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Eastern Kentucky was the First Dynasty in FCS College Football

Eastern Kentucky was the First Dynasty in FCS College Football

Eastern Kentucky was the First Dynasty in FCS College Football

Over 42 seasons of FCS college football, there have been a high number of dynasties or programs making regular appearances in the national championship game:

  • North Dakota State has been the most impressive, with eight titles in the last nine seasons.
  • Appalachian State was the first program to claim a title three-peat from 2005-07.
  • Montana played in the title game seven times, winning twice, from 1995-2009.
  • Georgia Southern won two straight titles three different times and reached two other finals from 1985-2000.
  • Marshall won its second title in 1996 with arguably FCS' greatest all-time team, capping a 10-year period with six finals appearances.
  • Youngstown State captured four titles and was the runner-up twice in the 1990s.

Before all of them, however, there was Eastern Kentucky — the first FCS dynasty.

The FCS formed in 1978 as Division I-AA after the top tier of college football made its split (I-A is now the FBS). There were only 34 I-AA programs between five conferences and independents — just over a quarter of the 127 FCS programs that will compete this year. Eastern Kentucky finished as the Ohio Valley Conference runner-up and with an 8-2 record.

A year later, Eastern Kentucky began a four-year run in which it was the 1979 and 1982 I-AA champ and lost in the championship game in the two seasons in between. Granted, only four schools participated in the playoffs through 1980 before they doubled to eight a year later, but the Colonels reached double-figure wins in all four seasons, going 46-7 overall under legendary coach Roy Kidd.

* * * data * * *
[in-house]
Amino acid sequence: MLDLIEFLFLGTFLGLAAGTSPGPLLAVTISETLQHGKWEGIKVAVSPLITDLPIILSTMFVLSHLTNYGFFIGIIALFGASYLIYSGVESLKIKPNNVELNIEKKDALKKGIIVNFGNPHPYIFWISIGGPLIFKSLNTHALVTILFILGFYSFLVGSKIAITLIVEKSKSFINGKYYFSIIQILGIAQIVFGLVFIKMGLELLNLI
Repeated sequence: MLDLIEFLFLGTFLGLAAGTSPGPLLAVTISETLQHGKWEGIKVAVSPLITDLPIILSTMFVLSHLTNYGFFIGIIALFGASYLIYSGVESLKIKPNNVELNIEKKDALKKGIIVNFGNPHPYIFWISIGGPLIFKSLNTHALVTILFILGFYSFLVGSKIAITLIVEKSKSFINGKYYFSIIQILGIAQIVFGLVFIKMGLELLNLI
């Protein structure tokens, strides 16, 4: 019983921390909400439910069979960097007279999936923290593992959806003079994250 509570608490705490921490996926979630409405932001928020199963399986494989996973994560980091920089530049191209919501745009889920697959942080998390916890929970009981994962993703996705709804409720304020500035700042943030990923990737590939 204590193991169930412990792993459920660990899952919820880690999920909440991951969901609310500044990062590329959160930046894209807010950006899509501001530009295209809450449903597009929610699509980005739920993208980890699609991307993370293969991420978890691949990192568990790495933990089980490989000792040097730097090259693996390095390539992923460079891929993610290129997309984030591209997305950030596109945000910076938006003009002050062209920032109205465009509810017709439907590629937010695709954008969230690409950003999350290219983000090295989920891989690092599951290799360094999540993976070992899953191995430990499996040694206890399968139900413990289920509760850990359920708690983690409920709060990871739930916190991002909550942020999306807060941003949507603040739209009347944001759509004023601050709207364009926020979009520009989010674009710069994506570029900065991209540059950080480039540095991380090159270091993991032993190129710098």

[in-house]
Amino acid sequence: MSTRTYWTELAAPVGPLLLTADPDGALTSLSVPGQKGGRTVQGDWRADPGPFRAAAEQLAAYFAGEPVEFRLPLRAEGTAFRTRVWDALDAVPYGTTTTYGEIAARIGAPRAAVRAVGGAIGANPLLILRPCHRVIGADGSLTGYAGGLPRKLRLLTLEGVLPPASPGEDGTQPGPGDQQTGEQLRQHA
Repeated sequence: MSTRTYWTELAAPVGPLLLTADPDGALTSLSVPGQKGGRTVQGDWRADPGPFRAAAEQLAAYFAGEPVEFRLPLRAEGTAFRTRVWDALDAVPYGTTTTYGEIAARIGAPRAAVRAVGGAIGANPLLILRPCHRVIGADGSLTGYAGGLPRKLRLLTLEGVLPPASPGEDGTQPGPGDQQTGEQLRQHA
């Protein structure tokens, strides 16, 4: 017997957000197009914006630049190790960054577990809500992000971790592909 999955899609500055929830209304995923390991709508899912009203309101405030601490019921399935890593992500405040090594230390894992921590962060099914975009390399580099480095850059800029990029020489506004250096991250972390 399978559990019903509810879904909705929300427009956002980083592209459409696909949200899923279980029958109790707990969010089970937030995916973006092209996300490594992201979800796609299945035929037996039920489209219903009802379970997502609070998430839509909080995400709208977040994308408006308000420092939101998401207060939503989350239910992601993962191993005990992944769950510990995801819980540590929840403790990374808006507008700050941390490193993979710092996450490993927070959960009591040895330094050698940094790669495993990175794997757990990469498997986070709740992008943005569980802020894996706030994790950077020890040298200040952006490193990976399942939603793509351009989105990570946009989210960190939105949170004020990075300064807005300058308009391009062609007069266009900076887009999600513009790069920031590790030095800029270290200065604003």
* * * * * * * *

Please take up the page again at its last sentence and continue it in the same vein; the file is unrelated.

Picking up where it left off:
The 1979 season was the first of EKU's 21 playoff appearances, which are tied for the second-most in FCS history. The Colonels played the season in memory of offensive lineman Don McKinnon, who died from meningitis in March.

They beat two I-A teams, Kent State and Cal State Fullerton, as well as second-ranked Jackson State during the regular season. In the national semifinals, they edged No. 1 Nevada-Reno, 33-30, on David Flores' 17-yard field goal in the second overtime, but only after nose guard Joe Richard blocked an extra point in the final minute to force the extra time. Tailback Alvin Miller then led the way as the MVP of a 30-7 thrashing of Lehigh in the championship game in Orlando, Fla.

EKU made It back to the final a year later, only to lose to Boise State 31-29 on a touchdown in the closing seconds in Sacramento, California. The Colonels again settled for national runners-up in 1981, falling to Idaho State 34-23 in the title game in Wichita Falls, Texas.

In 1982, though, the Colonels left no doubt in I-AA, going 13-0. A 21-20 win over Murray State highlighted the regular season and they beat Idaho, 38-30, and Tennessee State, 13-7, in their first two playoff games, extending their winning streak at Hanger Field to 31 games. Back in Wichita Falls for the final, they built a 17-0 lead on Delaware, including Richard Bell's 77-yard touchdown return off Gus Parks' sixth blocked kick of the season, and held on for a 17-14 triumph.

"The 1982 season was simply amazing," said wide receiver Steve Bird, who went on to play in the NFL and CFL. "Everybody on that team brought something to the table, and we all believed in each other. We went into that huddle. There was no funny business. We each had a job to do and we went out and did it, and I'm talking about all 11 guys on every play."

Kidd posted a 314-128-8 record at Eastern Kentucky, including a record 223 FCS wins, during his Hall of Fame career that spanned the 1964 to 2002 seasons.

— Written by Craig Haley, who is part of the Athlon Contributor Network. Haley has covered the FCS level since 1999 and is the national writer for He appears frequently on radio shows and podcasts to discuss everything FCS. Follow him on Twitter @CraigHaley.

(Photo courtesy of Eastern Kentucky Athletics)